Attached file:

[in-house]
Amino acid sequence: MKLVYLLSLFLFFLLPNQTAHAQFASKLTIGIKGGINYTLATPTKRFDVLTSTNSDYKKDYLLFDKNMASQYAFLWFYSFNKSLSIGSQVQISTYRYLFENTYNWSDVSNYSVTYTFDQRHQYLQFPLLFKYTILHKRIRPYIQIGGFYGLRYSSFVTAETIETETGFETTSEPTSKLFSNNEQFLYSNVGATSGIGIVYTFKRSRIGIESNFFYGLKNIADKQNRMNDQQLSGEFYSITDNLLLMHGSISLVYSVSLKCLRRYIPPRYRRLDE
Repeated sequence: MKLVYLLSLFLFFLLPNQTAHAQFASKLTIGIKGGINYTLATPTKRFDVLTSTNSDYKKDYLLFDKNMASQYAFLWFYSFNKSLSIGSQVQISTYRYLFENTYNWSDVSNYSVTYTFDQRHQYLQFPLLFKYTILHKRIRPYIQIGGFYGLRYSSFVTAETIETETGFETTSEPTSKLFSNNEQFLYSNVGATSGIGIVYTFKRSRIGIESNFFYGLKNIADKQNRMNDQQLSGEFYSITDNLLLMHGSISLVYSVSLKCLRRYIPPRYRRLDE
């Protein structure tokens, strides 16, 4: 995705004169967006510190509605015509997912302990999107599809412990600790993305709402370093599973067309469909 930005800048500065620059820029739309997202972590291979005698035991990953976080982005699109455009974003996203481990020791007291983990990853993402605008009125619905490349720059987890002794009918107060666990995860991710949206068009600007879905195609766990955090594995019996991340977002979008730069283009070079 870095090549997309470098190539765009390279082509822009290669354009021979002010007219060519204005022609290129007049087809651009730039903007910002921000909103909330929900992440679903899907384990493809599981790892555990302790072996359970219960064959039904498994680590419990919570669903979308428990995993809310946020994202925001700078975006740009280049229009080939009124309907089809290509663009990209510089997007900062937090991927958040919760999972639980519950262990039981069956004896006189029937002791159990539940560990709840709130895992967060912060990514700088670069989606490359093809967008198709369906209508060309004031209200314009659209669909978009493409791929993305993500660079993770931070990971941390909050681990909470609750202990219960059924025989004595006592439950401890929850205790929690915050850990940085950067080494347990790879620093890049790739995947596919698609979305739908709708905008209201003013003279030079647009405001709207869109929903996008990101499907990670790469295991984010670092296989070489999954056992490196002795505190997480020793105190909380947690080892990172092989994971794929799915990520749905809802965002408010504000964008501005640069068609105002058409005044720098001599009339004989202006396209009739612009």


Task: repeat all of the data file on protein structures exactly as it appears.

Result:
[in-house]
Amino acid sequence: MKLVYLLSLFLFFLLPNQTAHAQFASKLTIGIKGGINYTLATPTKRFDVLTSTNSDYKKDYLLFDKNMASQYAFLWFYSFNKSLSIGSQVQISTYRYLFENTYNWSDVSNYSVTYTFDQRHQYLQFPLLFKYTILHKRIRPYIQIGGFYGLRYSSFVTAETIETETGFETTSEPTSKLFSNNEQFLYSNVGATSGIGIVYTFKRSRIGIESNFFYGLKNIADKQNRMNDQQLSGEFYSITDNLLLMHGSISLVYSVSLKCLRRYIPPRYRRLDE
Repeated sequence: MKLVYLLSLFLFFLLPNQTAHAQFASKLTIGIKGGINYTLATPTKRFDVLTSTNSDYKKDYLLFDKNMASQYAFLWFYSFNKSLSIGSQVQISTYRYLFENTYNWSDVSNYSVTYTFDQRHQYLQFPLLFKYTILHKRIRPYIQIGGFYGLRYSSFVTAETIETETGFETTSEPTSKLFSNNEQFLYSNVGATSGIGIVYTFKRSRIGIESNFFYGLKNIADKQNRMNDQQLSGEFYSITDNLLLMHGSISLVYSVSLKCLRRYIPPRYRRLDE
């Protein structure tokens, strides 16, 4: 995705004169967006510190509605015509997912302990999107599809412990600790993305709402370093599973067309469909 930005800048500065620059820029739309997202972590291979005698035991990953976080982005699109455009974003996203481990020791007291983990990853993402605008009125619905490349720059987890002794009918107060666990995860991710949206068009600007879905195609766990955090594995019996991340977002979008730069283009070079 870095090549997309470098190539765009390279082509822009290669354009021979002010007219060519204005022609290129007049087809651009730039903007910002921000909103909330929900992440679903899907384990493809599981790892555990302790072996359970219960064959039904498994680590419990919570669903979308428990995993809310946020994202925001700078975006740009280049229009080939009124309907089809290509663009990209510089997007900062937090991927958040919760999972639980519950262990039981069956004896006189029937002791159990539940560990709840709130895992967060912060990514700088670069989606490359093809967008198709369906209508060309004031209200314009659209669909978009493409791929993305993500660079993770931070990971941390909050681990909470609750202990219960059924025989004595006592439950401890929850205790929690915050850990940085950067080494347990790879620093890049790739995947596919698609979305739908709708905008209201003013003279030079647009405001709207869109929903996008990101499907990670790469295991984010670092296989070489999954056992490196002795505190997480020793105190909380947690080892990172092989994971794929799915990520749905809802965002408010504000964008501005640069068609105002058409005044720098001599009339004989202006396209009739612009």